WASHINGTON, DC—One month before the International AIDS Conference, the top US official overseeing the global AIDS fight today said that the Obama administration was on target for meeting goals for putting people on treatment, reducing the number of babies infected with HIV, and expanding male circumcisions – but he acknowledged that the circumcision effort was tough going.
Last December, President Obama set goals for US support to increase the number of people on AIDS treatment to 6 million by 2013, from 4 million at the end of 2011; to give antiretroviral drugs to 1.5 million more HIV-positive pregnant woman; and to increase the number of male circumcisions to 4.7 million men, up from 1 million at the end of 2011.
“We believe we are on track to achieve all of those goals,” said Ambassador Eric Goosby, the US global AIDS coordinator. “Since 2009, we have expanded all portfolio areas of care, prevention and treatment.”
Still, Goosby told an audience at Brookings Institute, scaling up male circumcision is a “slower process. We’ve learned this by direct experience. Having political buy-in is difficult to get.”
Goosby said US efforts have sometimes emphasized supply over demand, when creating demand for circumcisions should have been the top priority. He called it “putting the cart before the horse,” and said of the three priority goals, circumcision is “going to be the most challenging to achieve, but we are positioned to achieve it.”
More from GlobalPost: A Q&A with US global AIDS coordinator Eric Goosby
In preventing HIV infection of newborns, Goosby said the administration is working with UNAIDS, UNICEF, the World Health Organization, and other partners to map out areas of greatest need. Roughly 390,000 babies are born with HIV every year; the US has set a goal of zero infections by 2015. The HIV infections, Goosby said, largely occur in 30 countries, and 22 of them are in sub-Saharan Africa. He said country PEPFAR plans have identified problem areas and “I am confident with our current plan … we will be moving aggressively toward an AIDS-free generation.”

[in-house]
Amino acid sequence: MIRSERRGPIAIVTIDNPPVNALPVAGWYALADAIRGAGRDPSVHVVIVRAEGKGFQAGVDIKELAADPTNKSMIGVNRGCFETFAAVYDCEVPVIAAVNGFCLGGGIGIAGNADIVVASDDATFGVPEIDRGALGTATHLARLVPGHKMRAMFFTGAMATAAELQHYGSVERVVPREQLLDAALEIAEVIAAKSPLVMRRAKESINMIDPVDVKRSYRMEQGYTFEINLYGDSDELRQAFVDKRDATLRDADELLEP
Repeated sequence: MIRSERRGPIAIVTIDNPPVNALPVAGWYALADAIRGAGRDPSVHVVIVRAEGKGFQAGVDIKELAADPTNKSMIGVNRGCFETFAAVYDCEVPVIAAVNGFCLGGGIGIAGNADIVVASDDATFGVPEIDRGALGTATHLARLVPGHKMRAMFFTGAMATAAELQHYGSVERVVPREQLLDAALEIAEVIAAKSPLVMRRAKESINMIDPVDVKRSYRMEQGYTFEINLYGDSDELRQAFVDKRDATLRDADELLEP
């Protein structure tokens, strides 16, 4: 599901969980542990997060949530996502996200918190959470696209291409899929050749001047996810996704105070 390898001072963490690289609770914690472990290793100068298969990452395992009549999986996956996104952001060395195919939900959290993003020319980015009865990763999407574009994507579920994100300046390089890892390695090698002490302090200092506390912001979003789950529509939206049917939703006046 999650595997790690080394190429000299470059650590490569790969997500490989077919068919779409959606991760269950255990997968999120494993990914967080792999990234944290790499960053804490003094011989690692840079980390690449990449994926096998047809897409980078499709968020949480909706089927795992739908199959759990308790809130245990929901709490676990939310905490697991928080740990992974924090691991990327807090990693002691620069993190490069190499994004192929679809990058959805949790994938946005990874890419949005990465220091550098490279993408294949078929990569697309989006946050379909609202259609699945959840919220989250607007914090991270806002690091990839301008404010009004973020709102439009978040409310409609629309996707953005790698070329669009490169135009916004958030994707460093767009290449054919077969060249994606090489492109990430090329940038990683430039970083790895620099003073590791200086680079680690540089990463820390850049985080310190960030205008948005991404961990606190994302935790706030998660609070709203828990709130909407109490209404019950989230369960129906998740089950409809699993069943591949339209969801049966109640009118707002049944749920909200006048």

Still, doubts linger with advocates about all of the administration’s goals, especially given concerns about whether the United States, other donors, and developing countries can increase funding or find major savings in order to meet scaled-up demand for these services.
Goosby said that in order for countries to move toward an AIDS-free generation, and to greatly improve health services overall, they need to start owning the process. This country-ownership movement, which formed the crux of his address, has been one of the key changes in global health over the past few years, he said.
For instance, he said that PEPFAR – the President’s Emergency Plan for AIDS Relief – has signed 22 partnership framework agreements with developing countries since 2009. These agreements lay out responsibilities of all parties, and give countries more say and better coordination over the funding of health projects.
Goosby called it “a new era of collaborative planning.” He was set to leave Monday night for Haiti, in order to to sign a new partnership agreement with officials there.
One short-term irony is that the framework agreements -- while in the long run hoping to establish more effective delivery of health services -- have significantly delayed US spending in many countries. The PEPFAR program has identified a backlog of nearly $1.5 billion in unspent AIDS funding dating at least 18 months from Congress’ appropriation, and one of the reasons is that the frameworks have taken months, or years, putting some projects on hold.
More from GlobalPost: US reveals nearly $1.5 billion in unspent AIDS money